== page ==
With the greatest respect to Deputy Minister of Tourism Datuk James Dawos Mamit, Malaysian Nature Society past president Tony Sebastian, and Mark Rosario of Borneo Highlands Resort — all of whom spoke well, interestingly, and to the point — nothing coming from the speaker’s platform could have signalled the launch of the Gunung Penrissen Important Bird Area better.
Two Blyth’s Hawk- Eagles, stunning black and white birds of prey, circled repeatedly in broad circles just above us, over speakers, assembled guests and reporters, as if to say: “Look at us! (And look we surely did!) We are why you are gathered here, and we are why this land is worth saving and protecting — so that we can fly here, and hunt here, and nest here, and so that you earthbound creatures can see us, and marvel at us.”
And marvel we did. Even the Deputy Minister looked up, and pointed, and smiled.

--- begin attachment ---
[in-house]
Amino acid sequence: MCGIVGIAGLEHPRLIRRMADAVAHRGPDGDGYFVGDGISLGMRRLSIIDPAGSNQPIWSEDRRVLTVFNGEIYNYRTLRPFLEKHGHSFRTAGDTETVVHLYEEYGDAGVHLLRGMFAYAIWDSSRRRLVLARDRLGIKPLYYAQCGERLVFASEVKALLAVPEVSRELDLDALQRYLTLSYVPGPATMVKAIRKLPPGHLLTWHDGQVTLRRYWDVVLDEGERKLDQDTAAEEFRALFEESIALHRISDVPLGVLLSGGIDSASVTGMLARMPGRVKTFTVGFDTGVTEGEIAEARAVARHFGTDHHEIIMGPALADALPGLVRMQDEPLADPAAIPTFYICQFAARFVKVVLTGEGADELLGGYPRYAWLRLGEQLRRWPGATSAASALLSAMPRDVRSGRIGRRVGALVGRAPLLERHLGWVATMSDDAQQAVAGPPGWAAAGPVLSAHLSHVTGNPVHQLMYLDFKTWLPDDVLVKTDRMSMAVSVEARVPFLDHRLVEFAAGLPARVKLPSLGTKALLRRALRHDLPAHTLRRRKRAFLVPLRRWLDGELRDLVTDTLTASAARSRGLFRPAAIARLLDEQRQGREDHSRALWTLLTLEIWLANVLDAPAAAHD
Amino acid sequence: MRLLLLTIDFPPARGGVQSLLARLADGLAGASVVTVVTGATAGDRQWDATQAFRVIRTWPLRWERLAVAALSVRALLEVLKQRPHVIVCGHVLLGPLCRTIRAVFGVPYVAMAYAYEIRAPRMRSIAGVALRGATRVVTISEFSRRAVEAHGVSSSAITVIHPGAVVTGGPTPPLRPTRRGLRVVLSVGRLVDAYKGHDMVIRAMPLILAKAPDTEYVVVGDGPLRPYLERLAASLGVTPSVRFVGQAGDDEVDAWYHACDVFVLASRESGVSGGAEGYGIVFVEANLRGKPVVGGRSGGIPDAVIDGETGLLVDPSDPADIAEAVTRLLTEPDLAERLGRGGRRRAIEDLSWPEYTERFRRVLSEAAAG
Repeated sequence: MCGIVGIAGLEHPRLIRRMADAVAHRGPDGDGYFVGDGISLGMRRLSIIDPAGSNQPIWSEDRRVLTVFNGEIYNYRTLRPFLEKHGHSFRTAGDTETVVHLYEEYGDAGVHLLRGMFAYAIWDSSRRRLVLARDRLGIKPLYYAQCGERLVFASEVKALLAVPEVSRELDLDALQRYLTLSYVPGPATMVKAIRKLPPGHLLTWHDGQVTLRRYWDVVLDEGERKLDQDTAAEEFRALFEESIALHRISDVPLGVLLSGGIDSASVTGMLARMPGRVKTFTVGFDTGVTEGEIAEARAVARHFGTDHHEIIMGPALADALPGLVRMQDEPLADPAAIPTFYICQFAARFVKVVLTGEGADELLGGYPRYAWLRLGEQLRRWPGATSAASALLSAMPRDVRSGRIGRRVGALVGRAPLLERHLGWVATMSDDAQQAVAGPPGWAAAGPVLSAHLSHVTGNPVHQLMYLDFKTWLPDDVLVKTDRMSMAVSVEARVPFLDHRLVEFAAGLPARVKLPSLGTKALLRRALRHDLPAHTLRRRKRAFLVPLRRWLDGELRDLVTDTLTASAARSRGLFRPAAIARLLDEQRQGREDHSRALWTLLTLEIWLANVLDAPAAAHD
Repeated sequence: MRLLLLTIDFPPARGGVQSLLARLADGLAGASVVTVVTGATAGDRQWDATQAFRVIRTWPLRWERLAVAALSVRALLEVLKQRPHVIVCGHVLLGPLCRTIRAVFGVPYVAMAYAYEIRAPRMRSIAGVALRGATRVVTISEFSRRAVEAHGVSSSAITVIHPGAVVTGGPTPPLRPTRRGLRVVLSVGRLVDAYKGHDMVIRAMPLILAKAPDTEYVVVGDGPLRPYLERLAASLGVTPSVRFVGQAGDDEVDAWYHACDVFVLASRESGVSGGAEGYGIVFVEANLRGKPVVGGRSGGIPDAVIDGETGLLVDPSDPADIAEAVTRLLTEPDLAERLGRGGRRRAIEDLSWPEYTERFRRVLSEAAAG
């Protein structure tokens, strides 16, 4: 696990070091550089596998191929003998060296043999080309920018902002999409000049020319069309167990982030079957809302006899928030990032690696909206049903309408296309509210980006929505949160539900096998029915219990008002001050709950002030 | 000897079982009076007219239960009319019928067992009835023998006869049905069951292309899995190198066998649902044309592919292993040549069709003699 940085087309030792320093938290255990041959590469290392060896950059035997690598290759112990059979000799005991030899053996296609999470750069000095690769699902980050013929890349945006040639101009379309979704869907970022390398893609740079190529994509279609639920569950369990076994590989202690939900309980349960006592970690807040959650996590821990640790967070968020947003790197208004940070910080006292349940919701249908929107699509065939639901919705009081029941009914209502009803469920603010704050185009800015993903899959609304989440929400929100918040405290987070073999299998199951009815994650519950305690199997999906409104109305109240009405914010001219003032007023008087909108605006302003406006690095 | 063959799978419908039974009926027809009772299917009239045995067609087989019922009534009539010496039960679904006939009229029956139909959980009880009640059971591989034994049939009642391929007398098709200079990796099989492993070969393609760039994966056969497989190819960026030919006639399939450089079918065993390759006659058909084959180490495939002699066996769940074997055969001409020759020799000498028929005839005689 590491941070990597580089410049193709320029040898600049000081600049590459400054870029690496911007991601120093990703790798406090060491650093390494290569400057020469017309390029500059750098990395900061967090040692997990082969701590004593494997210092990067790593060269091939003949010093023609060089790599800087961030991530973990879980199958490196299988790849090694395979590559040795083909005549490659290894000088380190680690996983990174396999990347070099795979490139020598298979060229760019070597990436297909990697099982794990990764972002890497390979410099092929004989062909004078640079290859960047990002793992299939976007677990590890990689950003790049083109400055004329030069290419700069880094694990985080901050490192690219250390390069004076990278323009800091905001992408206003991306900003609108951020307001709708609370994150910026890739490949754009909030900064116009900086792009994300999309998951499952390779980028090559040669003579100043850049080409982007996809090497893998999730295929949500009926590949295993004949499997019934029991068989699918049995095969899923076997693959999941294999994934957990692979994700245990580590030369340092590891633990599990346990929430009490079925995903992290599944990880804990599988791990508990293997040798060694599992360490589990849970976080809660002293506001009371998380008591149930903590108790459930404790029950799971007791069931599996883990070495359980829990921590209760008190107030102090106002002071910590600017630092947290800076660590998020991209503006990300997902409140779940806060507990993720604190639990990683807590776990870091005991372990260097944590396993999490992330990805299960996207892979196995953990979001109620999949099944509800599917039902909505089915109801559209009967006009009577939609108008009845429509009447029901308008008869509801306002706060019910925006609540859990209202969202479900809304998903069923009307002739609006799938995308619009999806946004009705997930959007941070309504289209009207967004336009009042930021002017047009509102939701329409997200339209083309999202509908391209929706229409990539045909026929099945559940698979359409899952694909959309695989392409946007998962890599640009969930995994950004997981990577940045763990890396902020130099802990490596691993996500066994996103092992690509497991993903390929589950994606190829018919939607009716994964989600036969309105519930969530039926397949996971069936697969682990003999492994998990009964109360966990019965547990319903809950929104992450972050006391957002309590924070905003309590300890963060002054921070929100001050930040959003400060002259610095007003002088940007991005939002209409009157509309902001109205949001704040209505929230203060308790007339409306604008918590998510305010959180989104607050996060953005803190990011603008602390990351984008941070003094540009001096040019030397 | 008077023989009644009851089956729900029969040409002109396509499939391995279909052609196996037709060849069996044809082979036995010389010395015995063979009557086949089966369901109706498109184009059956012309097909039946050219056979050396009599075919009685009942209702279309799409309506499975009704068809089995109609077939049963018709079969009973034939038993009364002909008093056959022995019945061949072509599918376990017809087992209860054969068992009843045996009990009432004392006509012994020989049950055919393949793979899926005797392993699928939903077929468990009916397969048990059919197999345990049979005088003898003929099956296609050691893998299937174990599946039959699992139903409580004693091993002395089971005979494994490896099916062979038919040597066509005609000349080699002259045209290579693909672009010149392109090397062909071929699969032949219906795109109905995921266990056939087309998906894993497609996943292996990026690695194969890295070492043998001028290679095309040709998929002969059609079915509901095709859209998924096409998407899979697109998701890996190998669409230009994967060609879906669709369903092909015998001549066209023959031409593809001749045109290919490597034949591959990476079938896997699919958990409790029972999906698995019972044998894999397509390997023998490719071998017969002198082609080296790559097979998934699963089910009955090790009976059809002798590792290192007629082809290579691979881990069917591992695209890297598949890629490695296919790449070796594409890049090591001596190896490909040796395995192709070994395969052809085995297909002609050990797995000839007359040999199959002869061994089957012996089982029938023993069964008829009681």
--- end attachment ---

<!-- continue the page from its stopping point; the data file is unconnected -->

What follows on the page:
The Penrissen Mountains, where the Borneo Highlands Resort sits, are not the highest peaks in Borneo.
They surely do not match majestic Mount Kinabalu, far away in Sabah. They are, however, important all the same, both for birds as well as the other plants and animals that live there.
Borneo’s mountains are like islands within a larger island, isolated areas of high country where evolution can proceed on its own. Because the different parts of the range are separated, distinct forms may evolve on each.
Every one of these distinct forms is a separate part of Borneo’s biological heritage, and the mountain areas that are their only homes are the repositories of that heritage.
That is why it is important for Gunung Penrissen to have now been declared an Important Bird Area (IBA).
Each IBA is part of a global network established by BirdLife International, the world’s leading partnership of organisations devoted to the conservation of birds.
As of 2009, the network contained almost 11,000 sites in some 200 countries and territories.
BirdLife works with theWorld Conservation Union (IUCN) to maintain the official global list of the world’s threatened and endangered bird species.
According to BirdLife International’s website, “The IBA Programme of BirdLife International aims to identify, monitor and protect a global network of IBAs for the conservation of the world’s birds and other biodiversity. BirdLife Partners take responsibility for the IBA Programme nationally, with the BirdLife Secretariat taking the lead on international aspects and in some priority non-partner countries.”